Human error was to blame for over half of the adverse events like deaths, infections, and surgical mistakes. These were recorded in a Texas college study of over 5,300 hospital surgeries.
The Baylor College of Medicine in Houston examined 5,365 surgeries at three hospitals in 2018. Of the 188 adverse events recorded in the study, 106 were due to human error.
More training needed to prevent these surgical errors
The study led researchers to conclude doctors and other medical staff should be encouraged to undergo training to be more in touch with their vulnerability to mistakes.
“We have to train people to listen to the voice in the back of their head,” said Dr. James Suliburk, associate professor of surgery at Baylor College.
Adverse events included death, infection, bleeding, neurological outcomes and hospital readmission.
The college studied surgeries at a level I municipal trauma center, a quaternary care university hospital and a United States Veterans Administration hospital from Jan. 2 - June 30, 2018.
(Medical care generally is divided into four levels: primary care, secondary care, tertiary care and quaternary care, related to the complexities of cases and skills of providers, according to verywellhealth, a medical topics website.)
The study examined operations performed by the general surgery, acute care surgery, surgical oncology, cardiothoracic surgery, vascular surgery and abdominal transplant services that occurred at the three hospitals in the six-month period.
Where human error occurs in surgery
In the study that shows human error associated with surgical errors, researchers identified five categories of human performance deficiencies:
- Planning or problem-solving
- Rules violation
Researchers found that more than half of the human performance deficiencies were cognitive errors. Cognitive errors were lack of attention, lack of recognition or memory lapse, along with cognitive bias. Cognitive bias are errors in thinking that affect decisions and judgments.
A conclusion from the study is that there is a need to provide medical staff with cognitive training. This training could help them recognize pitfalls in their thinking and in their work.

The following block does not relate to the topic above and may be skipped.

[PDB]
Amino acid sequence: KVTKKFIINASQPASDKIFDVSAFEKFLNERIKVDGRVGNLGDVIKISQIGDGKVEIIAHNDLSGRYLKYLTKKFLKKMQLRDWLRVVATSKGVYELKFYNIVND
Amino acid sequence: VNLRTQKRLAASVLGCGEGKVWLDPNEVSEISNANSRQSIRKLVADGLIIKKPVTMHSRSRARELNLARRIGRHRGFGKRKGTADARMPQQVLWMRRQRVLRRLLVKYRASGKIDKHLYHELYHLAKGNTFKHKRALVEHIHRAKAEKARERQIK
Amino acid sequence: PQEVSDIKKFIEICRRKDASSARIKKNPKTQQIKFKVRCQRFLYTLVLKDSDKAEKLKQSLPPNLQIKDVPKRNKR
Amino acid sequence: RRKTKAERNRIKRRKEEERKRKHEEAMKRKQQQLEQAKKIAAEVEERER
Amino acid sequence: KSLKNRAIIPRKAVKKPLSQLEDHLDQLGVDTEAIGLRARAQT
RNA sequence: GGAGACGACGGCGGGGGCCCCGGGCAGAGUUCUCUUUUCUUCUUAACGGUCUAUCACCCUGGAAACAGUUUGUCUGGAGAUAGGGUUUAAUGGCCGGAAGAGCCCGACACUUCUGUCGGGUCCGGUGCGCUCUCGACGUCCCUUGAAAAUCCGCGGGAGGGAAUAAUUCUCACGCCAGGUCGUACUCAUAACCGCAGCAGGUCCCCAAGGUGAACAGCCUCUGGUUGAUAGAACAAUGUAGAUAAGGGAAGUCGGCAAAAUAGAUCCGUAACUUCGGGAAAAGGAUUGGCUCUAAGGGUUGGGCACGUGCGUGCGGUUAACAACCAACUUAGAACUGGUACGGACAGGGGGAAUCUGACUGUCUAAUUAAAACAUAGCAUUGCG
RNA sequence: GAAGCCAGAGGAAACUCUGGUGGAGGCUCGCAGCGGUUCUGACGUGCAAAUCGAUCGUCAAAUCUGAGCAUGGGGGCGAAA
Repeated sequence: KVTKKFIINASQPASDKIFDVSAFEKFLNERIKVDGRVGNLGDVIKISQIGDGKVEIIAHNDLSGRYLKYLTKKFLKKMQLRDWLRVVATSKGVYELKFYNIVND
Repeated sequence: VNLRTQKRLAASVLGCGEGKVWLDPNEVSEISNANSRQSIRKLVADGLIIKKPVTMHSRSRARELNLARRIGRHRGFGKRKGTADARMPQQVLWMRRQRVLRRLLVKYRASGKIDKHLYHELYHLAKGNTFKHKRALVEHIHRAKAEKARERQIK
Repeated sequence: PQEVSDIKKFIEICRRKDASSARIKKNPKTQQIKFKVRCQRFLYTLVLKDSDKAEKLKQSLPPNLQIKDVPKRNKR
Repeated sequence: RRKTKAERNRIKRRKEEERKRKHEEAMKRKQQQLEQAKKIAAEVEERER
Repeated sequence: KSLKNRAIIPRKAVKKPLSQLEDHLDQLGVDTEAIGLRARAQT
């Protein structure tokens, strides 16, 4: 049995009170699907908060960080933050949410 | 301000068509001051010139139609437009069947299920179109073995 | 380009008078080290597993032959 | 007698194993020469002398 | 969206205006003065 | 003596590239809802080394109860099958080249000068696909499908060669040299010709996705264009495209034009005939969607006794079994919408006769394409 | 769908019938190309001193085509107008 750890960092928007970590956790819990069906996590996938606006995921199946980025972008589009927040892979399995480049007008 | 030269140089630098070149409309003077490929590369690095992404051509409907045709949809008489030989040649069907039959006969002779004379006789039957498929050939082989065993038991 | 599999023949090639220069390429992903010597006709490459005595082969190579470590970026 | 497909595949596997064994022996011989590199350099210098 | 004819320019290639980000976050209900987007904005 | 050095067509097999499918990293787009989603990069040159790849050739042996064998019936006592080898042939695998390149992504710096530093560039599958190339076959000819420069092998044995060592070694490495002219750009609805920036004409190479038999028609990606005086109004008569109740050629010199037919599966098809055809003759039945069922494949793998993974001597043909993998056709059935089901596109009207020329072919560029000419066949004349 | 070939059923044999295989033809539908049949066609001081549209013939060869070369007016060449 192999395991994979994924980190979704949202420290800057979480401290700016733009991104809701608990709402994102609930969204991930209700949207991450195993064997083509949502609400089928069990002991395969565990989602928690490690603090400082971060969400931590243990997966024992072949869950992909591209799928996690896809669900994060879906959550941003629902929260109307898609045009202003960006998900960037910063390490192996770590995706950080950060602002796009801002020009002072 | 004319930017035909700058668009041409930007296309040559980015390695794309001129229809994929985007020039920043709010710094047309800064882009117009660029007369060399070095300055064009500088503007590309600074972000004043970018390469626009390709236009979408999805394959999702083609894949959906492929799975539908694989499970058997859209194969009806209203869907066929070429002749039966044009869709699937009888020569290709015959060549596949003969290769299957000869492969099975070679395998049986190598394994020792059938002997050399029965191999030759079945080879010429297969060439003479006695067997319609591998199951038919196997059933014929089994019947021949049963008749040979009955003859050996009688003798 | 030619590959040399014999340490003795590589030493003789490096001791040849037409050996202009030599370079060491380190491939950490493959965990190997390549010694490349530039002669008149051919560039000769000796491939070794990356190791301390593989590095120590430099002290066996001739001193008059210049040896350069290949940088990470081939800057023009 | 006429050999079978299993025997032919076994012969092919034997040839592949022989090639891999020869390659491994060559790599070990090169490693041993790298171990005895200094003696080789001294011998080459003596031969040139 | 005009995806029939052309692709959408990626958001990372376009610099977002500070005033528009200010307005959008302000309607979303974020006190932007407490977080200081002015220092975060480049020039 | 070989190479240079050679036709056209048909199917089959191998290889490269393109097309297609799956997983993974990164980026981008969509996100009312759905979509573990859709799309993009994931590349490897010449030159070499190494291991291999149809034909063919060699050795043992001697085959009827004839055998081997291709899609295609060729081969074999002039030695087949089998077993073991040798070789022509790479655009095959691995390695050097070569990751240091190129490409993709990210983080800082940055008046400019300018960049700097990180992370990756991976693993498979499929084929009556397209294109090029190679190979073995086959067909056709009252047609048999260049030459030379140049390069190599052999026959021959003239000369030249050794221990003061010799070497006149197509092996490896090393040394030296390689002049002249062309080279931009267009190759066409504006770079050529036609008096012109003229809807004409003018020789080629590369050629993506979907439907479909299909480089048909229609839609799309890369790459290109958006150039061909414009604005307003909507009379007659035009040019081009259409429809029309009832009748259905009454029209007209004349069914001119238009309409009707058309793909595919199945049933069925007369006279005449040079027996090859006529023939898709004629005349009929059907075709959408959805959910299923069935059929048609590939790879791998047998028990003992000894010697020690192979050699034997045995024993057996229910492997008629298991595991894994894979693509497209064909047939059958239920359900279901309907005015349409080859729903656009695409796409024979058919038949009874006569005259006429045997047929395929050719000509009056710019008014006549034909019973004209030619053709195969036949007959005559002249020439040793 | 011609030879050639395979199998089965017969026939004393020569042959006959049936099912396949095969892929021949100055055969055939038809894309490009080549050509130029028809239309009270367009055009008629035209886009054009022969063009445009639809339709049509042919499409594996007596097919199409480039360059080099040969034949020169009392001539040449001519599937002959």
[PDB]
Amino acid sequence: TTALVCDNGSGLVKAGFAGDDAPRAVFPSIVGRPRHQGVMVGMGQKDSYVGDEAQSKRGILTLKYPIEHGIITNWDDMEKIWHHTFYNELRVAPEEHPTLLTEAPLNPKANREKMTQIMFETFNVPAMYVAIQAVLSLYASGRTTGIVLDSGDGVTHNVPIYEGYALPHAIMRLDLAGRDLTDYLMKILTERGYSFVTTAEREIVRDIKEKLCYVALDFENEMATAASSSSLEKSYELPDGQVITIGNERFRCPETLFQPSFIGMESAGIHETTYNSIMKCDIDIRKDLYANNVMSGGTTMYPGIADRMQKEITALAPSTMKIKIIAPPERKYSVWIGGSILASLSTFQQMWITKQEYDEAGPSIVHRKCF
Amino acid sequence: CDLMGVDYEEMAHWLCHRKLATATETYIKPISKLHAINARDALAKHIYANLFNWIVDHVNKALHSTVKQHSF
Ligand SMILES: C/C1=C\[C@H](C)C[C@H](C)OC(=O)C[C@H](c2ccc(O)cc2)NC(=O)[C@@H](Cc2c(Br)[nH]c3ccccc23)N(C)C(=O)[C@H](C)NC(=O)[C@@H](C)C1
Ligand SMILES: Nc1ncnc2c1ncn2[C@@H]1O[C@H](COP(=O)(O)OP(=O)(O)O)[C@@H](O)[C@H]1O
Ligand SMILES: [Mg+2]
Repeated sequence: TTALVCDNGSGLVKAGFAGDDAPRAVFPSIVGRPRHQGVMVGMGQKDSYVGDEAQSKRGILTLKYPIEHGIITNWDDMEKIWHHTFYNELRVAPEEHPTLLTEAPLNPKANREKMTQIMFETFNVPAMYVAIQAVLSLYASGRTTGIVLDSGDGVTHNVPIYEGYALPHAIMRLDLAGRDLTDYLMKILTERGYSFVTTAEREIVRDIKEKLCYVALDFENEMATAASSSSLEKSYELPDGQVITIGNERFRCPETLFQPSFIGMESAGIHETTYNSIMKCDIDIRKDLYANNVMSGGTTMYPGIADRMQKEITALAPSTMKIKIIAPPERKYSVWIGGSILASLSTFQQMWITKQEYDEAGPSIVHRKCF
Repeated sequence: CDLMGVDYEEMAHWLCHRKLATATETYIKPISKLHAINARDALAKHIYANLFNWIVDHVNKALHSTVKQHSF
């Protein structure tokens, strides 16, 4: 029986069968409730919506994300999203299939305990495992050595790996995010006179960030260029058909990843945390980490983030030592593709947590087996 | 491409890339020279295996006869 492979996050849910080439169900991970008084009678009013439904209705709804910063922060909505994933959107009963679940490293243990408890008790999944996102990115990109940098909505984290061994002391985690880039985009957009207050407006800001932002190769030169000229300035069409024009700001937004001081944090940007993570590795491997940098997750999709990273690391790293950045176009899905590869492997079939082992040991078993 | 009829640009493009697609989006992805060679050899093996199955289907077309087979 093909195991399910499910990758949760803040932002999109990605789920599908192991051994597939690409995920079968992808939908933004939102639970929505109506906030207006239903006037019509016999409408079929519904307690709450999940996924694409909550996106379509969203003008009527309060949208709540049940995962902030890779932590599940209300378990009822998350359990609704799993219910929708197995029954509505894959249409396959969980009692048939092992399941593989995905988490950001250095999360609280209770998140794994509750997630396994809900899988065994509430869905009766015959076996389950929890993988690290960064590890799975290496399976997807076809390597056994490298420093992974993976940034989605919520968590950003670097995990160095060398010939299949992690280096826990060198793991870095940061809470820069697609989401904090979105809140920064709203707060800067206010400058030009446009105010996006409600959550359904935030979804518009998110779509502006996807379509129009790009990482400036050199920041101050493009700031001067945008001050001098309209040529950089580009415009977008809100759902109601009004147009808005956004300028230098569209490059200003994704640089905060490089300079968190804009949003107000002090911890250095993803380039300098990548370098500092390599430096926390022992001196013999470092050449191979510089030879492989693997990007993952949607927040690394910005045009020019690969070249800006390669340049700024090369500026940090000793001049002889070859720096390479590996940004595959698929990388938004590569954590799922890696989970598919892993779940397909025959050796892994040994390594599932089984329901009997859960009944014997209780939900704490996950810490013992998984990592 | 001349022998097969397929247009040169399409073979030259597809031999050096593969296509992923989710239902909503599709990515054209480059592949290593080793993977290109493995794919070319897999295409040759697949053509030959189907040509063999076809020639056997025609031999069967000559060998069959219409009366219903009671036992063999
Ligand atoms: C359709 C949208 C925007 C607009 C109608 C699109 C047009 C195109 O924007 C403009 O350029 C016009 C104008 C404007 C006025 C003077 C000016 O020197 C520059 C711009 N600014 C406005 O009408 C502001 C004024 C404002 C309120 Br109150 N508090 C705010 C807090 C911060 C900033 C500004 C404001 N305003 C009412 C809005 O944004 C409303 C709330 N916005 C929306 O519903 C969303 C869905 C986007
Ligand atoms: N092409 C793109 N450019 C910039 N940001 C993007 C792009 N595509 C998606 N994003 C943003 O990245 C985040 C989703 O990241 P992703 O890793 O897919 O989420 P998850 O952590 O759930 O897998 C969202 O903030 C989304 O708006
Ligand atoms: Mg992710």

Another conclusion: potentially preventable adverse events remain a formidable cause of patient harm and health care expenditure. This, despite advances in strategies that focus on medical systems and risk reduction.
Some positive conclusions
The study showed lower-than-expected problems related to communication, teamwork and the kinds of systems that were used, researchers said.
That was positive, Suliburk said. He said it’s a sign that efforts to optimize communication, teamwork and safety in medical work have succeeded.
At Baylor, as at similar facilities, medical staff meet weekly to review procedures that resulted in adverse events. They identify potential mistakes, as well as better approaches that could have been taken. Researchers in this study used a process like this to analyze human errors associated with the adverse outcomes found in the 5,365 surgeries.
Extrapolating, researchers said that approximately 17 million surgical procedures are done in the U.S. each year. If the adverse outcome rate is about 5 percent and half of those are due to human error, as seen in the Baylor study and in other studies, it would mean that about 400,000 adverse outcomes could be prevented each year.
Contact the Cherundolo Law Firm in Syracuse and central New York today for help with cases involving human error associated with surgical errors and for any other medical malpractice issues.